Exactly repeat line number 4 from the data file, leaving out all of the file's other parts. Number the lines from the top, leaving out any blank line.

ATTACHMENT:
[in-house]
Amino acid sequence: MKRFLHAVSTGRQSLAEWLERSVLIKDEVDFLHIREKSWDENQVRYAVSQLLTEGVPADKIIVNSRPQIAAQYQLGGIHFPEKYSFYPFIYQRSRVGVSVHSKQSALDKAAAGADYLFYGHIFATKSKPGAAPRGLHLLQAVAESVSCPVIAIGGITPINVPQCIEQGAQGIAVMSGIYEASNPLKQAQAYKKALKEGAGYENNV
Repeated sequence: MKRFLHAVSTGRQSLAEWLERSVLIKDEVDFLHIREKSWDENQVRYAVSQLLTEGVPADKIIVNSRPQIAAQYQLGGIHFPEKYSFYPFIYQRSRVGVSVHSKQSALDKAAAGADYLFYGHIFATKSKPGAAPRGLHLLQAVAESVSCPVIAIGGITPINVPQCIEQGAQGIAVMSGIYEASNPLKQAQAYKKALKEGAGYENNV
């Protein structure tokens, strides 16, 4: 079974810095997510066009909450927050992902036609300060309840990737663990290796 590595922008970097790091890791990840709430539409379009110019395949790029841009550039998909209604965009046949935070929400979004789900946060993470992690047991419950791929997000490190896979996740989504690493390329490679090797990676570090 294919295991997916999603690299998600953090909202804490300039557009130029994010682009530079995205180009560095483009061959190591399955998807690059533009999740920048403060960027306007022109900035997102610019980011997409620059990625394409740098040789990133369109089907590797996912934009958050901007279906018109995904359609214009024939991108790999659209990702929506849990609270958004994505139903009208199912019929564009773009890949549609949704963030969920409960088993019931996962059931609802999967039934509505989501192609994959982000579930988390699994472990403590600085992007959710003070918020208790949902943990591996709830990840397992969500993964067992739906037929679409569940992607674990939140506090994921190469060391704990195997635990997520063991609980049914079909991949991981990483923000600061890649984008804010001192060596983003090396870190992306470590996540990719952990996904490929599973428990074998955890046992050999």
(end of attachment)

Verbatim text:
């Protein structure tokens, strides 16, 4: 079974810095997510066009909450927050992902036609300060309840990737663990290796 590595922008970097790091890791990840709430539409379009110019395949790029841009550039998909209604965009046949935070929400979004789900946060993470992690047991419950791929997000490190896979996740989504690493390329490679090797990676570090 294919295991997916999603690299998600953090909202804490300039557009130029994010682009530079995205180009560095483009061959190591399955998807690059533009999740920048403060960027306007022109900035997102610019980011997409620059990625394409740098040789990133369109089907590797996912934009958050901007279906018109995904359609214009024939991108790999659209990702929506849990609270958004994505139903009208199912019929564009773009890949549609949704963030969920409960088993019931996962059931609802999967039934509505989501192609994959982000579930988390699994472990403590600085992007959710003070918020208790949902943990591996709830990840397992969500993964067992739906037929679409569940992607674990939140506090994921190469060391704990195997635990997520063991609980049914079909991949991981990483923000600061890649984008804010001192060596983003090396870190992306470590996540990719952990996904490929599973428990074998955890046992050999």